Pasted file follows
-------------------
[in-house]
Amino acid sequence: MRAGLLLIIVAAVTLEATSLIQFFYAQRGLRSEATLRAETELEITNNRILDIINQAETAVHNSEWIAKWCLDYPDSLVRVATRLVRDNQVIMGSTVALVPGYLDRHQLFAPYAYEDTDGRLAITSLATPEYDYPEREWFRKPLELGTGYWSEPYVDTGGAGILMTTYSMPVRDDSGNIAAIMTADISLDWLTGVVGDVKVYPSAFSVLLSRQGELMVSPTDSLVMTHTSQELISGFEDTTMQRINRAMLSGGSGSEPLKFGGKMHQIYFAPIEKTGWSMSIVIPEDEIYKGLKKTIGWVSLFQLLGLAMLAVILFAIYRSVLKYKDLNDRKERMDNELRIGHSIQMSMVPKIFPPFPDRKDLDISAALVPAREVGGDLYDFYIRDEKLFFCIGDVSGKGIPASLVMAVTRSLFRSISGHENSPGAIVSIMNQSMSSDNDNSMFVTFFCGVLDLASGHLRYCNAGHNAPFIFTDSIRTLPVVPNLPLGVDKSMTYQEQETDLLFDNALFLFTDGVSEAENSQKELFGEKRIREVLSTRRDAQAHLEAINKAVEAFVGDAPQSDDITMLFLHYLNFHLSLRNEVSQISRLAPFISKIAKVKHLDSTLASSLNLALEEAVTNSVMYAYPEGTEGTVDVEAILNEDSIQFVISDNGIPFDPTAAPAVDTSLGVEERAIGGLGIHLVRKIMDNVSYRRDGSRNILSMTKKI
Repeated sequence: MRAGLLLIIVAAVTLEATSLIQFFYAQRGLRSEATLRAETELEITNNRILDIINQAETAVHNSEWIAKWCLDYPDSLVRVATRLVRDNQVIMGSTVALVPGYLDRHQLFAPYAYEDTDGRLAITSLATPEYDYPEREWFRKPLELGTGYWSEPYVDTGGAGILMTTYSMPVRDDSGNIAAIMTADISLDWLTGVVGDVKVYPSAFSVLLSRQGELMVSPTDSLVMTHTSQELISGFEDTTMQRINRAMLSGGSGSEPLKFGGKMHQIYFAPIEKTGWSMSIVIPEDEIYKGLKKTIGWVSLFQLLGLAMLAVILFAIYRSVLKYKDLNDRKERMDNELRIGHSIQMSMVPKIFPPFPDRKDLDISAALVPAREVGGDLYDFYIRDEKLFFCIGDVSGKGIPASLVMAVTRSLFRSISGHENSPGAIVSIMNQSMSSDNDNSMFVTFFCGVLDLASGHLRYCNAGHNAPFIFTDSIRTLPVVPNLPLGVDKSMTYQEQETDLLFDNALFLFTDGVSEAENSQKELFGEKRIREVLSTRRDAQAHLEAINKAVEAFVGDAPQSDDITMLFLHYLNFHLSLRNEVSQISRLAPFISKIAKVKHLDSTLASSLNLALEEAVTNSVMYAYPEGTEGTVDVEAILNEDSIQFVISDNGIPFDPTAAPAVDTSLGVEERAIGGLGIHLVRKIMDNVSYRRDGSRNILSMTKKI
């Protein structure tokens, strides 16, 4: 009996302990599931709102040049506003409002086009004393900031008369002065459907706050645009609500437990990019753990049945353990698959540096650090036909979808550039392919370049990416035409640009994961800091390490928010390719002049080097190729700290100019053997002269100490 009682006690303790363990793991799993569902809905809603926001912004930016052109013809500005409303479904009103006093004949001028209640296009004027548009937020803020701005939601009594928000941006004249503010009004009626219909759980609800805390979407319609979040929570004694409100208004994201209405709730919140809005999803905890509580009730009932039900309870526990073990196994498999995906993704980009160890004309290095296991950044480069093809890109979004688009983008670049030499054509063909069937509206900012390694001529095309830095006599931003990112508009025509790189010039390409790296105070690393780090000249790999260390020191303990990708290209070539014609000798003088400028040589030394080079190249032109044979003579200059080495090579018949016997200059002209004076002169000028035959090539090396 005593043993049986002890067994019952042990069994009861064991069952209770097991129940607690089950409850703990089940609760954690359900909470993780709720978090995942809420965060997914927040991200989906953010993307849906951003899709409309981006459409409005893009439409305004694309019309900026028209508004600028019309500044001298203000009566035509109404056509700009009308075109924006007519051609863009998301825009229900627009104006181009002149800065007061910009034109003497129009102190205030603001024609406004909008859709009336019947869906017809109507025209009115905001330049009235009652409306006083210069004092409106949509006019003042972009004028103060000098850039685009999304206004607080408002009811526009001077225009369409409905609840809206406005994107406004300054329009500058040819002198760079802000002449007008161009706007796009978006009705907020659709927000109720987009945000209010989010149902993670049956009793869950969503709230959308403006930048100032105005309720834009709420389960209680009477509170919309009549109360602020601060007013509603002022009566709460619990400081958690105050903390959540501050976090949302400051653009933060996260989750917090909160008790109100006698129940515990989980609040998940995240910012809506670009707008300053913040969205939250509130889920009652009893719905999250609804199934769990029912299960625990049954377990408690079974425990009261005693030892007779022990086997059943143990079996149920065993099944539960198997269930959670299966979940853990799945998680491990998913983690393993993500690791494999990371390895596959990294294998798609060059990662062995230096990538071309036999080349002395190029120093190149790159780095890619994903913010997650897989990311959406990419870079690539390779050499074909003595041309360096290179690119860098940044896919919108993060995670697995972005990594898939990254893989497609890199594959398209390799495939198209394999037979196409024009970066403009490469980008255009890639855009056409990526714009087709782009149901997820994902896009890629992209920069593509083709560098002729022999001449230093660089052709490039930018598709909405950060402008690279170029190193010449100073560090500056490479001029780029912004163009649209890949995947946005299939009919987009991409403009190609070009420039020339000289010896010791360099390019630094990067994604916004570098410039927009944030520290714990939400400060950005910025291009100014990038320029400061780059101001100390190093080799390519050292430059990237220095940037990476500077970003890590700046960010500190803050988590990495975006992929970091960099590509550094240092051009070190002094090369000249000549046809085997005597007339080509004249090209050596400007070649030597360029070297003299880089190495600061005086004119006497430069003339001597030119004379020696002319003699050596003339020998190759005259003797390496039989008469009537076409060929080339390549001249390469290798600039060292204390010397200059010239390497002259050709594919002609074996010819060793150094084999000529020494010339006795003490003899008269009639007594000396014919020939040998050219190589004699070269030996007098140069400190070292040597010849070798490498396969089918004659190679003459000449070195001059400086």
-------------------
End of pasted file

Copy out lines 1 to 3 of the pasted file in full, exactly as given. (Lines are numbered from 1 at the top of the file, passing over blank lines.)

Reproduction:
[in-house]
Amino acid sequence: MRAGLLLIIVAAVTLEATSLIQFFYAQRGLRSEATLRAETELEITNNRILDIINQAETAVHNSEWIAKWCLDYPDSLVRVATRLVRDNQVIMGSTVALVPGYLDRHQLFAPYAYEDTDGRLAITSLATPEYDYPEREWFRKPLELGTGYWSEPYVDTGGAGILMTTYSMPVRDDSGNIAAIMTADISLDWLTGVVGDVKVYPSAFSVLLSRQGELMVSPTDSLVMTHTSQELISGFEDTTMQRINRAMLSGGSGSEPLKFGGKMHQIYFAPIEKTGWSMSIVIPEDEIYKGLKKTIGWVSLFQLLGLAMLAVILFAIYRSVLKYKDLNDRKERMDNELRIGHSIQMSMVPKIFPPFPDRKDLDISAALVPAREVGGDLYDFYIRDEKLFFCIGDVSGKGIPASLVMAVTRSLFRSISGHENSPGAIVSIMNQSMSSDNDNSMFVTFFCGVLDLASGHLRYCNAGHNAPFIFTDSIRTLPVVPNLPLGVDKSMTYQEQETDLLFDNALFLFTDGVSEAENSQKELFGEKRIREVLSTRRDAQAHLEAINKAVEAFVGDAPQSDDITMLFLHYLNFHLSLRNEVSQISRLAPFISKIAKVKHLDSTLASSLNLALEEAVTNSVMYAYPEGTEGTVDVEAILNEDSIQFVISDNGIPFDPTAAPAVDTSLGVEERAIGGLGIHLVRKIMDNVSYRRDGSRNILSMTKKI
Repeated sequence: MRAGLLLIIVAAVTLEATSLIQFFYAQRGLRSEATLRAETELEITNNRILDIINQAETAVHNSEWIAKWCLDYPDSLVRVATRLVRDNQVIMGSTVALVPGYLDRHQLFAPYAYEDTDGRLAITSLATPEYDYPEREWFRKPLELGTGYWSEPYVDTGGAGILMTTYSMPVRDDSGNIAAIMTADISLDWLTGVVGDVKVYPSAFSVLLSRQGELMVSPTDSLVMTHTSQELISGFEDTTMQRINRAMLSGGSGSEPLKFGGKMHQIYFAPIEKTGWSMSIVIPEDEIYKGLKKTIGWVSLFQLLGLAMLAVILFAIYRSVLKYKDLNDRKERMDNELRIGHSIQMSMVPKIFPPFPDRKDLDISAALVPAREVGGDLYDFYIRDEKLFFCIGDVSGKGIPASLVMAVTRSLFRSISGHENSPGAIVSIMNQSMSSDNDNSMFVTFFCGVLDLASGHLRYCNAGHNAPFIFTDSIRTLPVVPNLPLGVDKSMTYQEQETDLLFDNALFLFTDGVSEAENSQKELFGEKRIREVLSTRRDAQAHLEAINKAVEAFVGDAPQSDDITMLFLHYLNFHLSLRNEVSQISRLAPFISKIAKVKHLDSTLASSLNLALEEAVTNSVMYAYPEGTEGTVDVEAILNEDSIQFVISDNGIPFDPTAAPAVDTSLGVEERAIGGLGIHLVRKIMDNVSYRRDGSRNILSMTKKI